• House Bill 7 by Rep. Drew Darby (R-San Angelo) and Senator Williams would reallocate money in several dedicated revenue accounts to residents and businesses. The Senate passed the bill yesterday.

Red Tape Reduction Bills: The House gave tentative approval to Senate Bill 1216 by Sen. Kevin Eltife (R-Tyler) and Rep. Sarah Davis (R-West University Place) yesterday. It requires TDI to appoint a stakeholder workgroup to design a standard request form for prior authorization of health care services applicable across all payers.

House Bill 1803 by Rep. Bill Callegari (R-Katy) and Sen. Joan Huffman (R-Houston) is on the Senate Local and Uncontested Calendar today, which likely ensures its passage. HB 1803 would start the renewal of the Department of Public Safety (DPS) Controlled Substances Registration with the online medical license renewal at the Texas Medical Board.

Insurance Reform: The House gave preliminary approval to Senate Bill 1221 by Sen. Ken Paxton (R-McKinney) and Rep. John Smithee (R-Amarillo). SB 1221 ensures physicians know when their discounted contract rates under Medicaid managed care or Children’s Health Insurance Program (CHIP) are applied to products other than Medicaid or CHIP. The bill ensures managed care plans cannot apply physicians’ existing agreed-to discounts for their Medicaid/CHIP business to new commercial products in the health insurance exchange without notification and consent.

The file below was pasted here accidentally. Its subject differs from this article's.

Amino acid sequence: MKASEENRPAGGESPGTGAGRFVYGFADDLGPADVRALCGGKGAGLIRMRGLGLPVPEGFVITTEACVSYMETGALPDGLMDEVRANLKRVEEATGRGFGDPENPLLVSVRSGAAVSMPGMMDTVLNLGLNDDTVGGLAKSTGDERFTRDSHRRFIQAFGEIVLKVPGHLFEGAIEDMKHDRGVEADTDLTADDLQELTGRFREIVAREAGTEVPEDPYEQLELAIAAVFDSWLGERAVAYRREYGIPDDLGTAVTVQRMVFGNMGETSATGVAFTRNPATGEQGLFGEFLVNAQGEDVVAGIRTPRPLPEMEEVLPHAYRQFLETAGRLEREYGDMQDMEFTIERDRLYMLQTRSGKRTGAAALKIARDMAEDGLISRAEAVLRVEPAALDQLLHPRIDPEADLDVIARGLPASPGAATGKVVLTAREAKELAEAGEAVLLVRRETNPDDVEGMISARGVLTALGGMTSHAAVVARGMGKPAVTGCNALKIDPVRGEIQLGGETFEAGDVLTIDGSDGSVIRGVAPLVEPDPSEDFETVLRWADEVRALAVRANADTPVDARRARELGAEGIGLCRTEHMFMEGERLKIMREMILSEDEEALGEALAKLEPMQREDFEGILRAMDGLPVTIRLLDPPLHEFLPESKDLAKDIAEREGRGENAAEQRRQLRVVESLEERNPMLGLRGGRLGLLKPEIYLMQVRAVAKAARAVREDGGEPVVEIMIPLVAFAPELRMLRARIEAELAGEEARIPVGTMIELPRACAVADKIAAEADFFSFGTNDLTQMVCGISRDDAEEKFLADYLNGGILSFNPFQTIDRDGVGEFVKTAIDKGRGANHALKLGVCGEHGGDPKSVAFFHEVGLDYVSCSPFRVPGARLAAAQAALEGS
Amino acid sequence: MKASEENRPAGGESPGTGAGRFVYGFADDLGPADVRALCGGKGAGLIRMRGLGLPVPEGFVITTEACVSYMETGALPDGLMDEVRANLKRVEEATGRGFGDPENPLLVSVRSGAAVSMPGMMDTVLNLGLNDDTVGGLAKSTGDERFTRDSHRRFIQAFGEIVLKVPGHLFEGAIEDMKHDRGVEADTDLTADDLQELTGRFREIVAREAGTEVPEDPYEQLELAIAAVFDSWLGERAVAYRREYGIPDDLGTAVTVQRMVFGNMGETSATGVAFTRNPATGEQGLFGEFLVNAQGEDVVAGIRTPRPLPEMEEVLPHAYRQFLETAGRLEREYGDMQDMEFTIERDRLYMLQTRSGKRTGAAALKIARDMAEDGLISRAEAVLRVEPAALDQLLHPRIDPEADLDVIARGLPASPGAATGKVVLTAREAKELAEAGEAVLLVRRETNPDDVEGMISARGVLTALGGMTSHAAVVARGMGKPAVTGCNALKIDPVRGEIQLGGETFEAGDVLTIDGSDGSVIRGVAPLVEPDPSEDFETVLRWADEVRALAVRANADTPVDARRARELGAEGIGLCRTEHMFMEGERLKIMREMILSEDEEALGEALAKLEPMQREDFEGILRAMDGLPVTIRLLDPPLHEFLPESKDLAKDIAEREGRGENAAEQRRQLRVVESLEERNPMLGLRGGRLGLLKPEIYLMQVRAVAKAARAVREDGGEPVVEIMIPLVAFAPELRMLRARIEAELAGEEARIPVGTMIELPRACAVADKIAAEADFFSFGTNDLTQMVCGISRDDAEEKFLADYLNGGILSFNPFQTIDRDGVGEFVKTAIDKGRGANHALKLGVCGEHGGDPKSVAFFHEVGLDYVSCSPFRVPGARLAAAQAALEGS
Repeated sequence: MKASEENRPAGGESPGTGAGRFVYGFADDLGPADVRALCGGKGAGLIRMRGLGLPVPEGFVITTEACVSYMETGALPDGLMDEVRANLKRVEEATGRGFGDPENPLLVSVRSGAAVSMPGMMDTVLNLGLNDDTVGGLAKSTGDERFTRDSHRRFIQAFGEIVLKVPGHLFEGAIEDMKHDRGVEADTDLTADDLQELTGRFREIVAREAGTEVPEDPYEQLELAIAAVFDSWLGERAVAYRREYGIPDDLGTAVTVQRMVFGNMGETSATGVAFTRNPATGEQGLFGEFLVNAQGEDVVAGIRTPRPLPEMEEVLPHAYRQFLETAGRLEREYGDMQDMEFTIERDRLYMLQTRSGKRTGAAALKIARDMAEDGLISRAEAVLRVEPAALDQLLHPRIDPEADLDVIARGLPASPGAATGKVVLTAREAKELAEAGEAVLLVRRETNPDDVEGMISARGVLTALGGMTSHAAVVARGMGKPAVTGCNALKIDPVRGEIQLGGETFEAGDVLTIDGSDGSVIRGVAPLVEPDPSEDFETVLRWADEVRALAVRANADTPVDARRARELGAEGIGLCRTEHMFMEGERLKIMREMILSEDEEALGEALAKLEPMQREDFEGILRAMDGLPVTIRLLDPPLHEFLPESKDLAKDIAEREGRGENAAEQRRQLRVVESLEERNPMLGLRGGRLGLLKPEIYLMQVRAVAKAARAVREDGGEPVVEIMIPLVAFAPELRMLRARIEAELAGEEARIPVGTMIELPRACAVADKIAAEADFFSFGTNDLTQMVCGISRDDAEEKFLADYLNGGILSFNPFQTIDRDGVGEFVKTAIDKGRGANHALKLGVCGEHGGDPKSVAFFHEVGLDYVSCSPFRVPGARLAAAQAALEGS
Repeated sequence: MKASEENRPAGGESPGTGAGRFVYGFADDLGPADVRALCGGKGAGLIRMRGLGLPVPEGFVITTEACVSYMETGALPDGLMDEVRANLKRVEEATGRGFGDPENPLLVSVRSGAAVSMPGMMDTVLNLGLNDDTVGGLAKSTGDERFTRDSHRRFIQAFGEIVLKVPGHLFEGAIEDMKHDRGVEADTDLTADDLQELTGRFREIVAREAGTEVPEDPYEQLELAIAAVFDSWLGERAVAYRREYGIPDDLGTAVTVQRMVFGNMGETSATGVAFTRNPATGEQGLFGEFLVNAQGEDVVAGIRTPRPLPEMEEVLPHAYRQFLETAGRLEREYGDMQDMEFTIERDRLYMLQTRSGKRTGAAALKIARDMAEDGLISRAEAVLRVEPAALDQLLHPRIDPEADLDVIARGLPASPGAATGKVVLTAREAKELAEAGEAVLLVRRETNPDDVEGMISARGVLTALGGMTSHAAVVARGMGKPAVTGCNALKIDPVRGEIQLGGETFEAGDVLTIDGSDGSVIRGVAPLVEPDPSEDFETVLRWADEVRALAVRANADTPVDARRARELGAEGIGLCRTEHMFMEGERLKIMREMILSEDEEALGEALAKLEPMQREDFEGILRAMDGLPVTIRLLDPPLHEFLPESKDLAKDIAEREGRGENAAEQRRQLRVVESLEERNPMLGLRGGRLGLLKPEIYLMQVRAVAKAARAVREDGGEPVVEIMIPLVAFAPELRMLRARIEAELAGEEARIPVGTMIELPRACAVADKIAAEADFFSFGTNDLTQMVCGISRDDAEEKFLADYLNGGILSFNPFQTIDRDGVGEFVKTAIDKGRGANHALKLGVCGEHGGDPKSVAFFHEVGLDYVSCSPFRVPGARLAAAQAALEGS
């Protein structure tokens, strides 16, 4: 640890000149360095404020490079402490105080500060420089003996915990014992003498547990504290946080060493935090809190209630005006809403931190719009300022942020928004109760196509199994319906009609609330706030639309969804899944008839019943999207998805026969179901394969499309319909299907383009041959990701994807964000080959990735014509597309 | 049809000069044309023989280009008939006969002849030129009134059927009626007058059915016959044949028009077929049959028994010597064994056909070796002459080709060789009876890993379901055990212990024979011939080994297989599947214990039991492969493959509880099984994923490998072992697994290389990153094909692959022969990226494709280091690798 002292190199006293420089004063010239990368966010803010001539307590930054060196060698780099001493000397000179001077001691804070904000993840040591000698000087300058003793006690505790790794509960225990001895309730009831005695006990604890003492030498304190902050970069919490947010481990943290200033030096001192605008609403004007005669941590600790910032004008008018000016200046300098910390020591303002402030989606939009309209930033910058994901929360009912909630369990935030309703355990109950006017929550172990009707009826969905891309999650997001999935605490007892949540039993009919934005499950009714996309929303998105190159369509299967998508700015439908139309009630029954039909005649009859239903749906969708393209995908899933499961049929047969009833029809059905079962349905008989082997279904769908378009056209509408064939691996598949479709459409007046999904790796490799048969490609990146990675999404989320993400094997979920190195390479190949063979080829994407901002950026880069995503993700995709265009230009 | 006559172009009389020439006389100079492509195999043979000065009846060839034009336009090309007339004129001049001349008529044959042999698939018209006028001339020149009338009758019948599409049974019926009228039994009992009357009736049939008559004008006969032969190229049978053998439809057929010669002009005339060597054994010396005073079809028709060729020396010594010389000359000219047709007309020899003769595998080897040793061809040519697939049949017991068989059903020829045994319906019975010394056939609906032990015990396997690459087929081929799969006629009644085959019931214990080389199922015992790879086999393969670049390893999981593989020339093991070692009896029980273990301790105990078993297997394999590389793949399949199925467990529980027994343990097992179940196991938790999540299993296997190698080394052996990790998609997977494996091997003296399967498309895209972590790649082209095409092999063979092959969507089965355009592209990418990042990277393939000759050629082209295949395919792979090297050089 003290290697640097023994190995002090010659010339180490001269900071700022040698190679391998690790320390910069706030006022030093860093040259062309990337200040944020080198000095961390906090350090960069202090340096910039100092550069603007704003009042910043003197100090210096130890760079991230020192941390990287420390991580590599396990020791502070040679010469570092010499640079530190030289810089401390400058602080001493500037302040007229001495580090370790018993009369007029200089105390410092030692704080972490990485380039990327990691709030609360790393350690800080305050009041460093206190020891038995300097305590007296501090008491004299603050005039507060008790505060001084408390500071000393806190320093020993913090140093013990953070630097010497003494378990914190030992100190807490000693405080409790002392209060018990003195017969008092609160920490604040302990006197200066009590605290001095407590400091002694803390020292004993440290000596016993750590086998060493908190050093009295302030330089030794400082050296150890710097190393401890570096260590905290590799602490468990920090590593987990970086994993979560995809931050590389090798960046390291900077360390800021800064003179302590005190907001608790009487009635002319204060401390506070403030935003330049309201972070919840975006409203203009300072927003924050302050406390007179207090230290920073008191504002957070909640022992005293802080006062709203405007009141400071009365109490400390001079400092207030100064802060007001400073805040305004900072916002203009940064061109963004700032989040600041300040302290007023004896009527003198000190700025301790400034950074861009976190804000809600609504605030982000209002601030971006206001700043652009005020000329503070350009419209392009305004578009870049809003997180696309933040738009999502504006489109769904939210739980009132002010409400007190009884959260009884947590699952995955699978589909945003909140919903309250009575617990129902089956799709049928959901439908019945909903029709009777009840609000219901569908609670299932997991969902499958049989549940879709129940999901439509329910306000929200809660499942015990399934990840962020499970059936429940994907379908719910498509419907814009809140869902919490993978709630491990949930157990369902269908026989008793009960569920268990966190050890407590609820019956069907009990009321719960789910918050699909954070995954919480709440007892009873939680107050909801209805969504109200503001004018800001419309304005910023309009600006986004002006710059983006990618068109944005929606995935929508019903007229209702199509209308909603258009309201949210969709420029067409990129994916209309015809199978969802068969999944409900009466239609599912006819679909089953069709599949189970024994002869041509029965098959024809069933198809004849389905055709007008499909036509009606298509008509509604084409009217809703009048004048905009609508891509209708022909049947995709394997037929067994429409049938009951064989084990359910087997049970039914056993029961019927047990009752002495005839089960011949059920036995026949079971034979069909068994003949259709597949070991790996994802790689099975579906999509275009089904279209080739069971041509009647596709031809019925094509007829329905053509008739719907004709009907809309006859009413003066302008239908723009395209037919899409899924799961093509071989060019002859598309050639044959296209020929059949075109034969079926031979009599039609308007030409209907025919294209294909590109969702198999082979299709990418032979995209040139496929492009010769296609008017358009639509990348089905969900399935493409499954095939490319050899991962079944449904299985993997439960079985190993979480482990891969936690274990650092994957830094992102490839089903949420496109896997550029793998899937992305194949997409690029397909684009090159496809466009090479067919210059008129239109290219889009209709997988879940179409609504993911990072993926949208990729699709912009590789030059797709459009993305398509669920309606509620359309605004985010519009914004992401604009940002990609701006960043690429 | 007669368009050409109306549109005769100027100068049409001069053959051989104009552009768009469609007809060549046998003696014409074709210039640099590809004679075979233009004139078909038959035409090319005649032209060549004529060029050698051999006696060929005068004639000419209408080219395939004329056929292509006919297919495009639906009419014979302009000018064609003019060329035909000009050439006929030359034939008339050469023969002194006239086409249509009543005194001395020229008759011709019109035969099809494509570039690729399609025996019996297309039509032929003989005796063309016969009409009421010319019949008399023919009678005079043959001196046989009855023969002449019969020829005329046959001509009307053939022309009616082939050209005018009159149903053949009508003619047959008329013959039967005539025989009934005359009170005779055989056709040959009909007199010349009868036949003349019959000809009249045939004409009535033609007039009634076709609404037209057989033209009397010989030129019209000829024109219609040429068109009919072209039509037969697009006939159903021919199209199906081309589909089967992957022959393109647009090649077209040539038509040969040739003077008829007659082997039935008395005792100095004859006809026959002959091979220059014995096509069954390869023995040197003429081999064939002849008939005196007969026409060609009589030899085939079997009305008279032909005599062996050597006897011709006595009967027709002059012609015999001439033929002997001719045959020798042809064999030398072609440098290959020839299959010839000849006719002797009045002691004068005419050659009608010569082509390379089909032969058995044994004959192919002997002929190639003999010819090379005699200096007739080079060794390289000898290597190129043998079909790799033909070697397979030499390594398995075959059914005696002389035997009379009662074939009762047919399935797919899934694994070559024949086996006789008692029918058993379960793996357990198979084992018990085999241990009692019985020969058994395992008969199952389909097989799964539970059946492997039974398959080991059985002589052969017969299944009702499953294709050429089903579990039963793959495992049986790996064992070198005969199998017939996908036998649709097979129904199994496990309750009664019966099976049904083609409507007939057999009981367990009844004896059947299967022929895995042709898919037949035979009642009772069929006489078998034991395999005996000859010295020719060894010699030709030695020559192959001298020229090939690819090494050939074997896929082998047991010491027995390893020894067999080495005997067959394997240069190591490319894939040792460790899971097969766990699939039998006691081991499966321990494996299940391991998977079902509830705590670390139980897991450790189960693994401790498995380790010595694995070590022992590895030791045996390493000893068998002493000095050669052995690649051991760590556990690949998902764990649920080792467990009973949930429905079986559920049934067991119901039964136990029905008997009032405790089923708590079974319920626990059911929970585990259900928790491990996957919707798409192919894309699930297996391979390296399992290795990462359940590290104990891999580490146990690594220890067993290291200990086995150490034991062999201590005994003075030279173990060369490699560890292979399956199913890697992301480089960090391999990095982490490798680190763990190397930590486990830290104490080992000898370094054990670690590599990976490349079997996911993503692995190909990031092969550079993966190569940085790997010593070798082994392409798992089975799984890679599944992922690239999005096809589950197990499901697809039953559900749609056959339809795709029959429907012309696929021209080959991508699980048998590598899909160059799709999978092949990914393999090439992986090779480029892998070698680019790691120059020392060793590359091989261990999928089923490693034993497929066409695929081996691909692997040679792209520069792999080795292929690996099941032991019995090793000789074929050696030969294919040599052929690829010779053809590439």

Medicaid: The House approved Senate Bill 7 by Senator Nelson and Rep. Richard Raymond (D-Laredo) yesterday. SB 7 aims to save money in the Medicaid program by expanding Medicaid HMOs to people with intellectual and development disabilities and to nursing home residents.

Mental Health Services: Measures dealing with mental health services received tentative approval by the House yesterday. The first one is Senate Bill 126 by Senator Nelson and Rep. John Davis (R-Houston) which would create the Mental Health and Substance Abuse Reporting program through which the Department of State Health Services would report to the public its mental health and substance abuse services. The second is Senate Bill 646 by Sen. Robert Deuell, MD (R-Greenville), and Rep. Elliot Naishtat (D-Austin), which amends current law relating to court-ordered outpatient mental health services. Texas is one of 44 states that permit assisted outpatient treatment, which is court-ordered treatment, including medication for individuals who have a history of medication noncompliance, as a condition of their remaining in the community. Studies have supported its effectiveness in keeping the patient from returning to prison.